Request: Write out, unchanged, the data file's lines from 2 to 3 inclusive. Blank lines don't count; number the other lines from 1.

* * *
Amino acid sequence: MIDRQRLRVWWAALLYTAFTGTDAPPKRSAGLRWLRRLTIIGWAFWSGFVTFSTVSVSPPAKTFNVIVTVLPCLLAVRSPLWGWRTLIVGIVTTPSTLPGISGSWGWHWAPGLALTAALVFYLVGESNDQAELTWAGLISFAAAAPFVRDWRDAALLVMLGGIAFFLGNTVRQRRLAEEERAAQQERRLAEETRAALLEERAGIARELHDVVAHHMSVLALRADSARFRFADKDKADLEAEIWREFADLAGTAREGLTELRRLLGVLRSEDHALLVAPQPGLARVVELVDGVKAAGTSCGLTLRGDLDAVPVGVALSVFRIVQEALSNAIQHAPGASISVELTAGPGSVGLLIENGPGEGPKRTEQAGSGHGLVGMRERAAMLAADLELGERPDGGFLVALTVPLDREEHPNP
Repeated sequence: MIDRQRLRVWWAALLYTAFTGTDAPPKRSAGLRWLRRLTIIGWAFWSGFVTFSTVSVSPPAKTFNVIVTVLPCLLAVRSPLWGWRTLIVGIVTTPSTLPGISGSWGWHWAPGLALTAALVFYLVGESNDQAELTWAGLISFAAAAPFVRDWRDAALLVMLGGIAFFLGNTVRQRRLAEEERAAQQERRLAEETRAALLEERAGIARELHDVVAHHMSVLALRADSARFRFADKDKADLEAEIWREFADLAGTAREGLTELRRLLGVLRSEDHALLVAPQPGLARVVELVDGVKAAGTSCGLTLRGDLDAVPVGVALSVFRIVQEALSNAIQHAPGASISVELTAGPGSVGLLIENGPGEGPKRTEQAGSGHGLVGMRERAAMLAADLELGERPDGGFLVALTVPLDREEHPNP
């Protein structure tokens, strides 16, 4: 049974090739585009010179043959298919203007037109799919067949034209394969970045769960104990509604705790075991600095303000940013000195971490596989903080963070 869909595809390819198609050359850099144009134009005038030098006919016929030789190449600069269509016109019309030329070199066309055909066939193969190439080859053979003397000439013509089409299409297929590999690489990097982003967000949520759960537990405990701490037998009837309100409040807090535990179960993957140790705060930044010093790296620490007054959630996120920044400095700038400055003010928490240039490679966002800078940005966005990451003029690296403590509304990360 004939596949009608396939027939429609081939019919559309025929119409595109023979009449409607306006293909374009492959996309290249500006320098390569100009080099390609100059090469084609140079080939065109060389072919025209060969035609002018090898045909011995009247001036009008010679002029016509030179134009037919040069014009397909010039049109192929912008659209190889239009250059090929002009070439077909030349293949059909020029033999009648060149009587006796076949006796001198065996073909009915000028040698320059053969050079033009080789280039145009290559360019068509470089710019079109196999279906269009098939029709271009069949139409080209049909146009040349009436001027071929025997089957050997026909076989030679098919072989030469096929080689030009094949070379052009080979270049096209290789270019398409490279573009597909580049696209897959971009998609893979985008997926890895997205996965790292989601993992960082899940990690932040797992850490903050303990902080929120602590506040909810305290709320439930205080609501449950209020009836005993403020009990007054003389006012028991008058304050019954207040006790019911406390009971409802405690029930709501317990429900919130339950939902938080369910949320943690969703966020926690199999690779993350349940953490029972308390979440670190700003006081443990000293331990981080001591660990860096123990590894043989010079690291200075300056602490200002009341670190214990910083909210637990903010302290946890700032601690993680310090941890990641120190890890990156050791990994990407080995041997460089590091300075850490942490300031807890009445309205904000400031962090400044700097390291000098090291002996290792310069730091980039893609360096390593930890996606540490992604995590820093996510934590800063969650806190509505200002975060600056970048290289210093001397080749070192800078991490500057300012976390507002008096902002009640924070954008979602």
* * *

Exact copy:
Repeated sequence: MIDRQRLRVWWAALLYTAFTGTDAPPKRSAGLRWLRRLTIIGWAFWSGFVTFSTVSVSPPAKTFNVIVTVLPCLLAVRSPLWGWRTLIVGIVTTPSTLPGISGSWGWHWAPGLALTAALVFYLVGESNDQAELTWAGLISFAAAAPFVRDWRDAALLVMLGGIAFFLGNTVRQRRLAEEERAAQQERRLAEETRAALLEERAGIARELHDVVAHHMSVLALRADSARFRFADKDKADLEAEIWREFADLAGTAREGLTELRRLLGVLRSEDHALLVAPQPGLARVVELVDGVKAAGTSCGLTLRGDLDAVPVGVALSVFRIVQEALSNAIQHAPGASISVELTAGPGSVGLLIENGPGEGPKRTEQAGSGHGLVGMRERAAMLAADLELGERPDGGFLVALTVPLDREEHPNP
């Protein structure tokens, strides 16, 4: 049974090739585009010179043959298919203007037109799919067949034209394969970045769960104990509604705790075991600095303000940013000195971490596989903080963070 869909595809390819198609050359850099144009134009005038030098006919016929030789190449600069269509016109019309030329070199066309055909066939193969190439080859053979003397000439013509089409299409297929590999690489990097982003967000949520759960537990405990701490037998009837309100409040807090535990179960993957140790705060930044010093790296620490007054959630996120920044400095700038400055003010928490240039490679966002800078940005966005990451003029690296403590509304990360 004939596949009608396939027939429609081939019919559309025929119409595109023979009449409607306006293909374009492959996309290249500006320098390569100009080099390609100059090469084609140079080939065109060389072919025209060969035609002018090898045909011995009247001036009008010679002029016509030179134009037919040069014009397909010039049109192929912008659209190889239009250059090929002009070439077909030349293949059909020029033999009648060149009587006796076949006796001198065996073909009915000028040698320059053969050079033009080789280039145009290559360019068509470089710019079109196999279906269009098939029709271009069949139409080209049909146009040349009436001027071929025997089957050997026909076989030679098919072989030469096929080689030009094949070379052009080979270049096209290789270019398409490279573009597909580049696209897959971009998609893979985008997926890895997205996965790292989601993992960082899940990690932040797992850490903050303990902080929120602590506040909810305290709320439930205080609501449950209020009836005993403020009990007054003389006012028991008058304050019954207040006790019911406390009971409802405690029930709501317990429900919130339950939902938080369910949320943690969703966020926690199999690779993350349940953490029972308390979440670190700003006081443990000293331990981080001591660990860096123990590894043989010079690291200075300056602490200002009341670190214990910083909210637990903010302290946890700032601690993680310090941890990641120190890890990156050791990994990407080995041997460089590091300075850490942490300031807890009445309205904000400031962090400044700097390291000098090291002996290792310069730091980039893609360096390593930890996606540490992604995590820093996510934590800063969650806190509505200002975060600056970048290289210093001397080749070192800078991490500057300012976390507002008096902002009640924070954008979602």